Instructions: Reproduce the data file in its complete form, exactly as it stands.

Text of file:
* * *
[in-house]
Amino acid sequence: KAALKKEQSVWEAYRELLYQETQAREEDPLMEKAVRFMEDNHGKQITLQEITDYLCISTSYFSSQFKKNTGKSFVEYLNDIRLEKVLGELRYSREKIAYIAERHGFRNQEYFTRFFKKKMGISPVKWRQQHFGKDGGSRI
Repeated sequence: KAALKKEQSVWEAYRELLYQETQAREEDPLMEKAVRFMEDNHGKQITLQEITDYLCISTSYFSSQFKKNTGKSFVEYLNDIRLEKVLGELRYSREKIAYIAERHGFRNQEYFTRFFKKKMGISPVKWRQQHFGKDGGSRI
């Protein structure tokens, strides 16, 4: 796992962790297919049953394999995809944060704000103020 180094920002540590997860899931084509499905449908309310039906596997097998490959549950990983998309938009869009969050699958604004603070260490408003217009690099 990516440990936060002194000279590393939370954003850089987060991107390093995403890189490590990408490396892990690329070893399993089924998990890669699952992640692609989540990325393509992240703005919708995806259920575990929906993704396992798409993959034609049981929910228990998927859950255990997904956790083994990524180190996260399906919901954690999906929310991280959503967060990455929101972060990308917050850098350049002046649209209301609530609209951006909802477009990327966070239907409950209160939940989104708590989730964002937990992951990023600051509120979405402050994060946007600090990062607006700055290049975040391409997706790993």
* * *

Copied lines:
[in-house]
Amino acid sequence: KAALKKEQSVWEAYRELLYQETQAREEDPLMEKAVRFMEDNHGKQITLQEITDYLCISTSYFSSQFKKNTGKSFVEYLNDIRLEKVLGELRYSREKIAYIAERHGFRNQEYFTRFFKKKMGISPVKWRQQHFGKDGGSRI
Repeated sequence: KAALKKEQSVWEAYRELLYQETQAREEDPLMEKAVRFMEDNHGKQITLQEITDYLCISTSYFSSQFKKNTGKSFVEYLNDIRLEKVLGELRYSREKIAYIAERHGFRNQEYFTRFFKKKMGISPVKWRQQHFGKDGGSRI
């Protein structure tokens, strides 16, 4: 796992962790297919049953394999995809944060704000103020 180094920002540590997860899931084509499905449908309310039906596997097998490959549950990983998309938009869009969050699958604004603070260490408003217009690099 990516440990936060002194000279590393939370954003850089987060991107390093995403890189490590990408490396892990690329070893399993089924998990890669699952992640692609989540990325393509992240703005919708995806259920575990929906993704396992798409993959034609049981929910228990998927859950255990997904956790083994990524180190996260399906919901954690999906929310991280959503967060990455929101972060990308917050850098350049002046649209209301609530609209951006909802477009990327966070239907409950209160939940989104708590989730964002937990992951990023600051509120979405402050994060946007600090990062607006700055290049975040391409997706790993």